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In Situ Methods used in the Oil Sands

In situ methods are used to recover bitumen that lies too deep beneath the surface for mining (about 80% of the oil sands in Alberta). The success of in situ methods depends on the resolution of two major issues: 1) reducing the viscosity of bitumen so that it will flow, and 2) recovering the bitumen from deep within the earth (OSDC 2008c). Overcoming these challenges requires substantial energy and water, and in situ methods are expensive compared to mining. Nonetheless, production of bitumen from in situ projects is already substantial and may surpass that of mining in the future as research develops new methods and technologies for in situ recovery.

Currently, bitumen is recovered commercially using two major techniques. In Cyclic Steam Stimulation (CSS), high-pressure, high temperature (350°C) steam is injected into a vertical wellbore in the oil sands deposit, which is fractured by the stream pressure. As the steam soaks through the oil sands, the bitumen melts and flows to a producing well, from which it is pumped to the surface. Each cycle of this process can take from four months to two years, and several cycles can be completed in a formation.

Steam Assisted Gravity Drainage (SAGD) is currently the most commonly used in situ recovery method. This method requires the drilling of two horizontal wells through the oil sands deposit. Heated steam is injected into the upper well, where the build-up of pressure and heat melts the bitumen and causes it to flow downward to the second horizontal well, from which it is pumped to the surface. Water is injected into the deposit to maintain stability after the bitumen is removed.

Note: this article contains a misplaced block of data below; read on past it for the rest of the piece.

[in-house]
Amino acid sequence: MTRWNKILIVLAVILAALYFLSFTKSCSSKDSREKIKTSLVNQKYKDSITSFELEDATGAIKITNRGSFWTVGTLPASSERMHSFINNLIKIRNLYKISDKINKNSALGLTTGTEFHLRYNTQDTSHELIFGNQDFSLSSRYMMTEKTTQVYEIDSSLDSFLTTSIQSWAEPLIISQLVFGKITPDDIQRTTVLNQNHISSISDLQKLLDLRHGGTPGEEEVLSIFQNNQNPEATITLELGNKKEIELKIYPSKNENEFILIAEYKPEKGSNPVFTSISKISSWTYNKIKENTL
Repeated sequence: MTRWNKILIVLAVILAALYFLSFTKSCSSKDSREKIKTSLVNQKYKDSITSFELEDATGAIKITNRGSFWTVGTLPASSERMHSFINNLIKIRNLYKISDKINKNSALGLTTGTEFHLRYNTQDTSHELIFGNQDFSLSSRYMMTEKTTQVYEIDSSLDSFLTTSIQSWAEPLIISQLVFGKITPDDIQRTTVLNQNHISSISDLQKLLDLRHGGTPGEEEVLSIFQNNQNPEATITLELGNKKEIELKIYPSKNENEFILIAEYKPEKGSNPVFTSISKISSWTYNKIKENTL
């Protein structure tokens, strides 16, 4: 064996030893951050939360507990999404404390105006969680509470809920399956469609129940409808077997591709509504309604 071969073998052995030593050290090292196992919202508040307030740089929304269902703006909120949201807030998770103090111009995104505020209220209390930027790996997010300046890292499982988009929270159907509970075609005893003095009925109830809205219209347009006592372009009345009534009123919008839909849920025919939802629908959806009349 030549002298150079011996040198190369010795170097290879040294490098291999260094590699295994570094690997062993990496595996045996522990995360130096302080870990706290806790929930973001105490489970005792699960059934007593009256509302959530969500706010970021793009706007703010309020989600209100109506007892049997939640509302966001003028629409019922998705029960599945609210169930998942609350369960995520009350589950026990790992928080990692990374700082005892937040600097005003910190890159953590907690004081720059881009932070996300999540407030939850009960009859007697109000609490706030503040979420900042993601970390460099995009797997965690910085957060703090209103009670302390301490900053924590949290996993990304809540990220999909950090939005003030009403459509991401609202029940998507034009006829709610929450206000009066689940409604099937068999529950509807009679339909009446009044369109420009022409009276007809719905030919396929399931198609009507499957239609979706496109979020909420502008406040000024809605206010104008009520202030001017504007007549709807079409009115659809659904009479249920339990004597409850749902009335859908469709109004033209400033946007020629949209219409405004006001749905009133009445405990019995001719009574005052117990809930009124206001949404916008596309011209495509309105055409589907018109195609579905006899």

Other in situ methods have been developed but are not yet used commercially, although these methods have numerous potential benefits, including higher resource recovery and lower energy costs, over current technologies. The Toe to Heel Air Injection (THAI) system involves igniting air injected into a vertical well (TND 2007), while the Vapor Extraction Process (VAPEX) involves injecting solvent into the oil sands. Both technologies rely on the reduced viscosity of the bitumen that allows it to flow to additional wells for pumping to the surface.



Schematic of a SAGD in situ development.
Source: Copyright © 2005 The Pembina Institute.
( click to enlarge )

Seismic lines are cut across leases to map deep oil sands deposits.
Source: David Dodge. Copyright © 2005 The Pembina Institute.
( click to enlarge )

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